The Supreme Court, 1996 Term - Leading Cases, Old Chief v. United States

Liebman, Benjamin L.

Rule 403 - Unfair Prejudice. - The Supreme Court has seldom scrutinized Federal Rule of Evidence 403, which allows exclusion of relevant evidence "if its probative value is substantially outweighed by the danger of unfair prejudice," despite the rule's position as "the cornerstone" of the Federal Rules of Evidence. While commentators have debated Rule 403's impact on the common law of evidence, the constitutional presumption of innocence, and the structure of trials, the Court has avoided providing detailed guidance as to the proper application of the rule.' Last Term, in Old Chief v. United States, the Court addressed one outstanding issue under Rule 403, ruling that a trial court abuses its discretion when, in a prosecution for possession of a handgun by a felon, it admits evidence of the name or nature of the defendant's prior conviction despite the defendant's offer to stipulate to his or her felon status. In holding that the risk of unfair prejudice from such evidence outweighs its probative value, the Court correctly resolved one aspect of the "most frequently litigated issue under Rule 403"9 and provided a useful framework for analyzing other applications of the rule. Yet the Court's broad reaffirmation of the prosecution's right to narrative integrity muddied the Court's ruling.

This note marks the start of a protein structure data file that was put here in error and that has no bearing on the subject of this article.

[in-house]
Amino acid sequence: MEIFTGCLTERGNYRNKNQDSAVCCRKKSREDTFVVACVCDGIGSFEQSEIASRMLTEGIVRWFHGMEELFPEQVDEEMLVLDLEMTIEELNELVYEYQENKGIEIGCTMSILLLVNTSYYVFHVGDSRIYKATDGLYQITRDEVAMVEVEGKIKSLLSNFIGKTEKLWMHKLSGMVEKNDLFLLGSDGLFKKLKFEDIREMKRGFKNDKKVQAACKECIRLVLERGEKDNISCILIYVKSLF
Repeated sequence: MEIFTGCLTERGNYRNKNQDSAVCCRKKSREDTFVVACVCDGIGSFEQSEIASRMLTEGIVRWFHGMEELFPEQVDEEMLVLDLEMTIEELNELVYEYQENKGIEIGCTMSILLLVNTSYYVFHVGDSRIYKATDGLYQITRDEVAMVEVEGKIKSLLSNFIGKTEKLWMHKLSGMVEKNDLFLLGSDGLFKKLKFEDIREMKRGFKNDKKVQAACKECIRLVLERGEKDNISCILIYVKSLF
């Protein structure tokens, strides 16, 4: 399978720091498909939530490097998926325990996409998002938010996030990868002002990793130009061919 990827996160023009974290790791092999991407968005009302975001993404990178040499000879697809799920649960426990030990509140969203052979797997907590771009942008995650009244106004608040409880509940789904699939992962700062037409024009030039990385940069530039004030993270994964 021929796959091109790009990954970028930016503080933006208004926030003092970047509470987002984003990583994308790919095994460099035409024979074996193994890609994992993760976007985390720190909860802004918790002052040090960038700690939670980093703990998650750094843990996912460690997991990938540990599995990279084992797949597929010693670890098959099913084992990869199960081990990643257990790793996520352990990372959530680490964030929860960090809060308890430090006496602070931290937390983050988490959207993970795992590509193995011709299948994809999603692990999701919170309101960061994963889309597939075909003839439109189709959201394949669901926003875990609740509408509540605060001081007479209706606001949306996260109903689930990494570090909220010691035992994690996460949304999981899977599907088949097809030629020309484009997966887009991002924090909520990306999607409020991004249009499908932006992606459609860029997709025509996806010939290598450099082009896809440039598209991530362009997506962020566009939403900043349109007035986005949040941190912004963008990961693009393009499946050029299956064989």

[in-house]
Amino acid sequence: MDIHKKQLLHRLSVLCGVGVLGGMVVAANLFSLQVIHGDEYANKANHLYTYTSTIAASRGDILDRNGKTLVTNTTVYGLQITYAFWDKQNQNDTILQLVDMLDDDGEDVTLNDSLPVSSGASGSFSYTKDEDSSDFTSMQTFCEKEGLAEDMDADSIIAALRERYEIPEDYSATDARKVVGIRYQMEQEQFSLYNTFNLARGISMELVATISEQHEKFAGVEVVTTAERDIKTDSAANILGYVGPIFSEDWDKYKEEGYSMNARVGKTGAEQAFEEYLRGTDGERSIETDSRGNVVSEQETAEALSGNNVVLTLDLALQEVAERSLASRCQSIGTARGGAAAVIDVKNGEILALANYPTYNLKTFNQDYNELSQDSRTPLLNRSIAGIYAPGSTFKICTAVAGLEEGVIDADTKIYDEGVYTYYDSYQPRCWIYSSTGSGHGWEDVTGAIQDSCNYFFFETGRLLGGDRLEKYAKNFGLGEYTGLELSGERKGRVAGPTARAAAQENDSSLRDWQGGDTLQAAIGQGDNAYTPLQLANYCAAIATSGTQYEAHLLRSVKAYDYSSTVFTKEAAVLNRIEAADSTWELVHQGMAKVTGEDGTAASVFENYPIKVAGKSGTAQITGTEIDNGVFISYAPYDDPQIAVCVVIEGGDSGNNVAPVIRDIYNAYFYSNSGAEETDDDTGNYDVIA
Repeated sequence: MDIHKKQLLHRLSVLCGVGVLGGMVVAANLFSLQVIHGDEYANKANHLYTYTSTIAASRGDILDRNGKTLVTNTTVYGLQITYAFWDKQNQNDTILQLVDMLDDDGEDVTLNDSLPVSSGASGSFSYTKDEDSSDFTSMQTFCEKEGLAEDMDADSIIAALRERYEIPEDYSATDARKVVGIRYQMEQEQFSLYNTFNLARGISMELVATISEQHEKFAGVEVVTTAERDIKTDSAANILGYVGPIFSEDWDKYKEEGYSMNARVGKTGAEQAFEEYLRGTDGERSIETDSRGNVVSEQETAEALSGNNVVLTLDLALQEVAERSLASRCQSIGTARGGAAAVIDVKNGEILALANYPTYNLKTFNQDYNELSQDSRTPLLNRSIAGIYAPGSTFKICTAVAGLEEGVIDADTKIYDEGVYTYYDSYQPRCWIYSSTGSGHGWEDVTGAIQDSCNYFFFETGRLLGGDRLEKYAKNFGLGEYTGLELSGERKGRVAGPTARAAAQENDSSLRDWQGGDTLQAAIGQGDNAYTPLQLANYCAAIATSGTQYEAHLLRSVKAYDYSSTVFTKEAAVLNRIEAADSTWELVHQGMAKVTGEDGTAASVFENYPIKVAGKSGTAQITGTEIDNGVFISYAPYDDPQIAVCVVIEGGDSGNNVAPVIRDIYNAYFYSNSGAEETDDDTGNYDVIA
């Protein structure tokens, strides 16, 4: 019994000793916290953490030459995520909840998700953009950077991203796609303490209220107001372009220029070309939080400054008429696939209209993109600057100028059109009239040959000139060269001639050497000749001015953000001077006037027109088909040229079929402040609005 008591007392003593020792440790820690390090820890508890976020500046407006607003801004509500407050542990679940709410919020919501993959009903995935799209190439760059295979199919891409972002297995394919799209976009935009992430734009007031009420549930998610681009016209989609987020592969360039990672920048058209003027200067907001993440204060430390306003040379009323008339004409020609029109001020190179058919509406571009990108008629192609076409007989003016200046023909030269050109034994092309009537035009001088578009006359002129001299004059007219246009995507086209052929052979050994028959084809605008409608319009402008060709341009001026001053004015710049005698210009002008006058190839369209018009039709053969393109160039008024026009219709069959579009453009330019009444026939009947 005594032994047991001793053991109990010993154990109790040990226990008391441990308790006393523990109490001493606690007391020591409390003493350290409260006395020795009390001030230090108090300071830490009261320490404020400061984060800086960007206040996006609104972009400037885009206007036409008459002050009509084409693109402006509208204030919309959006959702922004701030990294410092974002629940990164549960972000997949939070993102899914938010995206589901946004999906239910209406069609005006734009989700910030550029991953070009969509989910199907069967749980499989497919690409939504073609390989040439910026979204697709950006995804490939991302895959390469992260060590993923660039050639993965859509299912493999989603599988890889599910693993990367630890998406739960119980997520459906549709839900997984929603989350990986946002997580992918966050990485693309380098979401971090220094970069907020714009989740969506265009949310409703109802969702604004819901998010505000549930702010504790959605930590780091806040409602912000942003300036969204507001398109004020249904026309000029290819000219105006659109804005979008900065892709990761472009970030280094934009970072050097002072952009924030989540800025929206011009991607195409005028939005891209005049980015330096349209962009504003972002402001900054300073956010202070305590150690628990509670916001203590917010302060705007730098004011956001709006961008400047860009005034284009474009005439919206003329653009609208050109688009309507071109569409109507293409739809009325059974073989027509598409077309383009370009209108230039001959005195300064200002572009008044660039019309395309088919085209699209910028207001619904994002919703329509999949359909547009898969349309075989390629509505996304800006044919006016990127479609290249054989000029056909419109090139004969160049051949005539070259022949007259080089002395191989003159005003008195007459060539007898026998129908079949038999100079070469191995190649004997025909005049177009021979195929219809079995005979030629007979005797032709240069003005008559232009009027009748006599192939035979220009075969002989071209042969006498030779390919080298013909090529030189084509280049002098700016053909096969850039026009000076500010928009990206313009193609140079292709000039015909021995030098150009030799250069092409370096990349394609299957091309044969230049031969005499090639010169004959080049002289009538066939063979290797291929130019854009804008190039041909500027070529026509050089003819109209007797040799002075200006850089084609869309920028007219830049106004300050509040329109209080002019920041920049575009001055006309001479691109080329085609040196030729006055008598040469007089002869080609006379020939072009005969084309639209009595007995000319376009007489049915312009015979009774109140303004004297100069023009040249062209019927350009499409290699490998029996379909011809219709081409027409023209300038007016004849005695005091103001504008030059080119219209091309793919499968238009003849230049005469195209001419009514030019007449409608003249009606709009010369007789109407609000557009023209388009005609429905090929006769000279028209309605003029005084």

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November 25, 2015